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Small-Cap Confidential
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October 31, 2023

Repligen (RGEN) Beats in Q3

Repligen (RGEN) Beats in Q3

Repligen (RGEN) bucked the trend among the bioprocessors this earnings season by reporting a better-than-anticipated quarter and having shares go up (+18% in early afternoon) rather than down. Keep in mind that the company was a big beneficiary of COVID-related business, which has totally dried up (not unexpected). So the growth numbers look kind of awful when you don’t strip out COVID.

On to the numbers, Q3 revenue was down 29.7% to $141.2 million while EPS of $0.23 was down from $0.77 in the same quarter last year. Stripping COVID-related revenue out, Q3 revenue was down 18%, from $171.7 million to $140.1 million. Management updated guidance for the full year, which meant just trimming the upside but leaving the low end intact (now $635 - $645 million).

These numbers are not awesome. So why is the stock rallying?

Partly because guidance was not whacked, which had been the trend for several quarters. Also, the book-to-bill ratio (ratio of orders received to units shipped and billed) finally grew again, to 1.07. And management had positive things to say, including that they see a return to sequential growth in the first half of 2024 and both sequential and year-over-year growth in the second half of 2024.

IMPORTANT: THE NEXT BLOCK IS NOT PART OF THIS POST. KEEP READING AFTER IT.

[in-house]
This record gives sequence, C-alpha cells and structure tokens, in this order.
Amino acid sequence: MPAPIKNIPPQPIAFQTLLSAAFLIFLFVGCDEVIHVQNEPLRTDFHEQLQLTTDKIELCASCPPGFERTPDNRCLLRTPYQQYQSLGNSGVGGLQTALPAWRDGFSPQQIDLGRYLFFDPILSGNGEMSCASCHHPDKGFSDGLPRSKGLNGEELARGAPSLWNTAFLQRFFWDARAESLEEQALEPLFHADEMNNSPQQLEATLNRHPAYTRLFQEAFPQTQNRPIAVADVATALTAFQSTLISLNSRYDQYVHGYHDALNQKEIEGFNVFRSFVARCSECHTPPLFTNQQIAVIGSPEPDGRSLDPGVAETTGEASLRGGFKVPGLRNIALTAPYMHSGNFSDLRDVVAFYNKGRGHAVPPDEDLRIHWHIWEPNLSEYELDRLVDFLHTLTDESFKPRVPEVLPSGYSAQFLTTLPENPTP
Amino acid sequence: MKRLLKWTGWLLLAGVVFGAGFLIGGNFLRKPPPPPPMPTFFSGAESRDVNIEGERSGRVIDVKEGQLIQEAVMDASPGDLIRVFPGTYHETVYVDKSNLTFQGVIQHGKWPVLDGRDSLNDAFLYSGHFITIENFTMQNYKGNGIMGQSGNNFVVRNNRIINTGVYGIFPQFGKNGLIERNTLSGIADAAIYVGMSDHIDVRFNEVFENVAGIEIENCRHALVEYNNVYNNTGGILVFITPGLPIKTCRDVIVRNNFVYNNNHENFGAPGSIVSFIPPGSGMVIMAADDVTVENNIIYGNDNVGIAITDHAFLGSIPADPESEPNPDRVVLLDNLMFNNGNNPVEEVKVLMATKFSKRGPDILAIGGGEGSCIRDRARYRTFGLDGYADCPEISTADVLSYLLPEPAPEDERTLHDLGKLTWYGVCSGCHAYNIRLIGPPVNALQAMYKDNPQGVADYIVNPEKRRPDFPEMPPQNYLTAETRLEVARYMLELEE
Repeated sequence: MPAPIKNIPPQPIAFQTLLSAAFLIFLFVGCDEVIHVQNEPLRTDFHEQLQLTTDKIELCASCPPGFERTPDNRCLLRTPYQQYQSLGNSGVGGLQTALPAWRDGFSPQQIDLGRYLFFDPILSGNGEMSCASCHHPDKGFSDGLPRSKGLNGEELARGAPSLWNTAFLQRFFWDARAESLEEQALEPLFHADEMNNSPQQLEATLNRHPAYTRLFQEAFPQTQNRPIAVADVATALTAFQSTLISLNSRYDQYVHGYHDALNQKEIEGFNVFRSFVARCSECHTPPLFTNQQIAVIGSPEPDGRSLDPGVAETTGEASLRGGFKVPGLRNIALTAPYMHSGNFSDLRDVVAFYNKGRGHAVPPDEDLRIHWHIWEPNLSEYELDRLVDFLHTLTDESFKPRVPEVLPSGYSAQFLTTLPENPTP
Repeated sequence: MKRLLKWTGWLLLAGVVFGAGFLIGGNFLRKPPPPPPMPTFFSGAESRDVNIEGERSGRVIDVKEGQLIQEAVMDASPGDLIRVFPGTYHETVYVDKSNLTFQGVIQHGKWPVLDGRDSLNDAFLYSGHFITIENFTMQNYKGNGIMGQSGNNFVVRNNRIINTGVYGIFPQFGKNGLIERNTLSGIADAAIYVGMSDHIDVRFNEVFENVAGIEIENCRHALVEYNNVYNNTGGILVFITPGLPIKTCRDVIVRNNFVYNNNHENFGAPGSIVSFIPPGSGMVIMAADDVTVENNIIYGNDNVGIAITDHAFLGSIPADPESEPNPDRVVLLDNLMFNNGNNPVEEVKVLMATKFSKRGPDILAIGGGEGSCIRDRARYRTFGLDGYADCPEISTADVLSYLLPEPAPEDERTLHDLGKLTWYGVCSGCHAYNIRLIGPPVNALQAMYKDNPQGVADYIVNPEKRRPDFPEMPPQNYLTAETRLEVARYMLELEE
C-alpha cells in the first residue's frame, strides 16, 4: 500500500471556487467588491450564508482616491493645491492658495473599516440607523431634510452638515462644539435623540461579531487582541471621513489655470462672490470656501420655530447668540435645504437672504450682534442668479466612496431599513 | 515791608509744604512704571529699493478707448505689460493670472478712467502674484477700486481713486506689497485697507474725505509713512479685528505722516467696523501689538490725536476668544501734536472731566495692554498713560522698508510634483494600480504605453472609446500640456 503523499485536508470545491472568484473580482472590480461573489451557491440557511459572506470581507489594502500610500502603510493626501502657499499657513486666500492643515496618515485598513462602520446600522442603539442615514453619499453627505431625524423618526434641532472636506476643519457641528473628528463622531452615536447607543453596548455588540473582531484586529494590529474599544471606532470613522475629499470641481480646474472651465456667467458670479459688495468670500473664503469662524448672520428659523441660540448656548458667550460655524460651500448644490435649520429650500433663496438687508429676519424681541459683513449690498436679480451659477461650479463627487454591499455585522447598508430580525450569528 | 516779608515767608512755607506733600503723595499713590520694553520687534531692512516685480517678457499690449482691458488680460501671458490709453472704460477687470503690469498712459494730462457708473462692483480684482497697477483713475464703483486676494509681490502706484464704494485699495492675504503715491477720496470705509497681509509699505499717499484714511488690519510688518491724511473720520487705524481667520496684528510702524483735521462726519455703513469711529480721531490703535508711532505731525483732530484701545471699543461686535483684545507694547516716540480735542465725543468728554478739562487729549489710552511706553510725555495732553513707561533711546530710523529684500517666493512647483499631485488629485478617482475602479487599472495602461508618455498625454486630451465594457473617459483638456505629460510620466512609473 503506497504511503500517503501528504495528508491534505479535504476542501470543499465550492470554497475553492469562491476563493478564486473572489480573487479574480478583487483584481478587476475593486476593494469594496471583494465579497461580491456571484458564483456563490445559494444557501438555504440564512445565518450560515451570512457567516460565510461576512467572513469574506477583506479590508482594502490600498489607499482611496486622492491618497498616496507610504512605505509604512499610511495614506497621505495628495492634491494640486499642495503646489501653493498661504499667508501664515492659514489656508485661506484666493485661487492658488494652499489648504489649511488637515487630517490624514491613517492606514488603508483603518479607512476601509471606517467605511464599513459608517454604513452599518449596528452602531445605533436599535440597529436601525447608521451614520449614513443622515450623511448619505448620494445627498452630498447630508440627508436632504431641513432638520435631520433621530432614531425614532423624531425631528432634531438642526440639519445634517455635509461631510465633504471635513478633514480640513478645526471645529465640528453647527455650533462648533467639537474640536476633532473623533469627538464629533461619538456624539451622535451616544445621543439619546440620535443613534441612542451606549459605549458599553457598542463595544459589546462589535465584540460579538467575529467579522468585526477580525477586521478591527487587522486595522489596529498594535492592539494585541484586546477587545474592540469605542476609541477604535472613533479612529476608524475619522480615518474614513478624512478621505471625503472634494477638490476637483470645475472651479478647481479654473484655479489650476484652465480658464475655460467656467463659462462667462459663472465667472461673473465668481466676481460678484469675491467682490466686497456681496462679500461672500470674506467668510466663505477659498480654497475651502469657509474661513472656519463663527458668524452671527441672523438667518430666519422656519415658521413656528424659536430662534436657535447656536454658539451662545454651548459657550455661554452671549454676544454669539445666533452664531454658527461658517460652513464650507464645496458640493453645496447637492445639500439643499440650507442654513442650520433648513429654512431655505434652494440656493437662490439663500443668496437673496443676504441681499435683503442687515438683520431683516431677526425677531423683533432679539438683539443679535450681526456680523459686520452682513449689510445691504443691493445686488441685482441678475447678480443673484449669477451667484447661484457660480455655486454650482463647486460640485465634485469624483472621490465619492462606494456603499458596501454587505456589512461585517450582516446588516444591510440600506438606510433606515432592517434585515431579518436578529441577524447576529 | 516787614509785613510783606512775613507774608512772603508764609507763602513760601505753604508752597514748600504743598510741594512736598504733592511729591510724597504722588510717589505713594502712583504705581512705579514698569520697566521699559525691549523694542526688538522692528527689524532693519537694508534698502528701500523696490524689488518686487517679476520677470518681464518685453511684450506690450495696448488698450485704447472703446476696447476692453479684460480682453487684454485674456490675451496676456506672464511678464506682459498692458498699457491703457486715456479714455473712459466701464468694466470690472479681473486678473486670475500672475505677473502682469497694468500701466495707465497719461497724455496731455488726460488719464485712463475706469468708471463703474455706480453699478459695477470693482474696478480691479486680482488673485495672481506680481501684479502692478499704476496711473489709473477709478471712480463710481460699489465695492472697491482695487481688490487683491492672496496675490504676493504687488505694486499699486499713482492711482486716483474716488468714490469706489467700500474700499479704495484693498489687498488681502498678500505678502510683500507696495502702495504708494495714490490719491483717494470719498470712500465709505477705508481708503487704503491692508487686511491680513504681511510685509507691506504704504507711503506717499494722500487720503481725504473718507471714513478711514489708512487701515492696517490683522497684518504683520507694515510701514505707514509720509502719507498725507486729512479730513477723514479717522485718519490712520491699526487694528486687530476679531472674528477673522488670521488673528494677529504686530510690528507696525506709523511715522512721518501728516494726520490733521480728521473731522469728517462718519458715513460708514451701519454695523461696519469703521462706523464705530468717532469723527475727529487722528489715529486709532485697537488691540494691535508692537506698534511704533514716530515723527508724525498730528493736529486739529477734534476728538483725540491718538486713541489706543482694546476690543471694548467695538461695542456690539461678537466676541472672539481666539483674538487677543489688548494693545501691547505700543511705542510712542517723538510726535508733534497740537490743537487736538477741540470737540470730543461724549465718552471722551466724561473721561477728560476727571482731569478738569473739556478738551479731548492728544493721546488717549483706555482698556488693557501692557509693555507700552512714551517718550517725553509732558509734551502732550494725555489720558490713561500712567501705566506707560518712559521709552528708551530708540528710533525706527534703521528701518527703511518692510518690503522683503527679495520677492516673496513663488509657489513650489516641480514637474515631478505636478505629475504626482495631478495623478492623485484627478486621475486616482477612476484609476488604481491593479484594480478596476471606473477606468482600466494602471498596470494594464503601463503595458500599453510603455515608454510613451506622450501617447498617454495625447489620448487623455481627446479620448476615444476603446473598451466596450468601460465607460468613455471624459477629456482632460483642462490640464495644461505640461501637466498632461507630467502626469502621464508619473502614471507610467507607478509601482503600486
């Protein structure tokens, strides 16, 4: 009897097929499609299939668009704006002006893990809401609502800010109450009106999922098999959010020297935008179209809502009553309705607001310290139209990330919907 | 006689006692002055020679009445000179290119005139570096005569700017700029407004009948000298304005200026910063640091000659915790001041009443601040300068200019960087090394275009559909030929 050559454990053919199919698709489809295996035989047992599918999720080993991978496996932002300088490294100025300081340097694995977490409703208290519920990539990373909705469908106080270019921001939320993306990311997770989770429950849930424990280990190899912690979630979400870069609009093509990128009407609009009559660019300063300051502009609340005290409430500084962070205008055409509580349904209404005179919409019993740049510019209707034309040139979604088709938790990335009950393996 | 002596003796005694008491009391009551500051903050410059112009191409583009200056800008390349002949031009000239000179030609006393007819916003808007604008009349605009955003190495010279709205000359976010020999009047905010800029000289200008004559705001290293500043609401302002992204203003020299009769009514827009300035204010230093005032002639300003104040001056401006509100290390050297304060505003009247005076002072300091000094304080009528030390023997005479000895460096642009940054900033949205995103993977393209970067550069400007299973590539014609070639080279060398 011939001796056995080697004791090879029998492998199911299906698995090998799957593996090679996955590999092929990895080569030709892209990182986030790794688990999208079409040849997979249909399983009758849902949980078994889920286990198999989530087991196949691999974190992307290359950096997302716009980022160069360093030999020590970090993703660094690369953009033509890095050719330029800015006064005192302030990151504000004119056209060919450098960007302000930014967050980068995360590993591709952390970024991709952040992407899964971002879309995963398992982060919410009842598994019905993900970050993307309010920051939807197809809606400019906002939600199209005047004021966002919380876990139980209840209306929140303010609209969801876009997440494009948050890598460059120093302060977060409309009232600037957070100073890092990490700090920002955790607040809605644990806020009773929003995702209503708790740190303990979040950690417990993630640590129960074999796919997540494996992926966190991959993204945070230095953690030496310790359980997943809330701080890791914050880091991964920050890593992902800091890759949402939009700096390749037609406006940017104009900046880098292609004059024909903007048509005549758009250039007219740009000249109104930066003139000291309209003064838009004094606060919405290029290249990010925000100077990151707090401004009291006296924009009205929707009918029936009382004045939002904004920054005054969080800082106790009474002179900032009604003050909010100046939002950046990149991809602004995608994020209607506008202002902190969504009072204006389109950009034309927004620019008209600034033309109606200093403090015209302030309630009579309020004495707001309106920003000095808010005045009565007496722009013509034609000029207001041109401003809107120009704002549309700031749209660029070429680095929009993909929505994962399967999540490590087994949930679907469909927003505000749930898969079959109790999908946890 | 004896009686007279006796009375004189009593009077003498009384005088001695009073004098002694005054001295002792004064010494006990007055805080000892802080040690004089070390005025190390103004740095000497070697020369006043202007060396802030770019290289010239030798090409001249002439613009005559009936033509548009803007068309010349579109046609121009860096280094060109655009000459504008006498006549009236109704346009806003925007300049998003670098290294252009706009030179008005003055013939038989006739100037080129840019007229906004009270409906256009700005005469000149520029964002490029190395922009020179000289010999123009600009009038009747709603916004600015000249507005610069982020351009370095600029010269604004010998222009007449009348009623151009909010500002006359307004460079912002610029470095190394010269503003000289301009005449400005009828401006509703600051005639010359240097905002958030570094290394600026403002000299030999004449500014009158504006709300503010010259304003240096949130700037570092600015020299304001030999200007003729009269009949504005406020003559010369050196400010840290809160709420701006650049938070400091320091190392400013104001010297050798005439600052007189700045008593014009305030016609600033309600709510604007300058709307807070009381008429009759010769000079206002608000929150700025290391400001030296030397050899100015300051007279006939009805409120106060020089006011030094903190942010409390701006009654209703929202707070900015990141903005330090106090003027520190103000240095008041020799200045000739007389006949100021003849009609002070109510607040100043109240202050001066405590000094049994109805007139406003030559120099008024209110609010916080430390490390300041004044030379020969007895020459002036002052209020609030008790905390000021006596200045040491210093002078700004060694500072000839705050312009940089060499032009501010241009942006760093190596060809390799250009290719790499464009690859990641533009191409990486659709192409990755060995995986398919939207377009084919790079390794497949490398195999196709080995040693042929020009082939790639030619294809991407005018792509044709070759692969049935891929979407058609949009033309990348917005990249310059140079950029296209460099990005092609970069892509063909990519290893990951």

Management also said the gene therapy market is strengthening, that pharma was better, and that resin availability shouldn’t be a huge issue next year. Also, margins should expand in 2024.

In short, the quarter wasn’t a disaster, and positive longer-term trends are beginning to materialize. This should be the “bottom” for the bioprocessing market that we’ve been patiently waiting for, so we’ll stick with Repligen. That said, I’d like more positive signals before even remotely considering moving back to buy. HOLD A QUARTER

Tyler Laundon is chief analyst of the limited-subscription advisory, Cabot Small-Cap Confidential and grand slam advisory Cabot Early Opportunities. He has spent his entire career managing, consulting and analyzing start-up and small-cap companies. His hands-on experience has taught Tyler that the development of a superior business model is the biggest factor in determining a company’s long-term success. Accordingly, his research focuses on assessing the viability of management’s growth strategies, trends in addressable markets and achievement of major developmental milestones.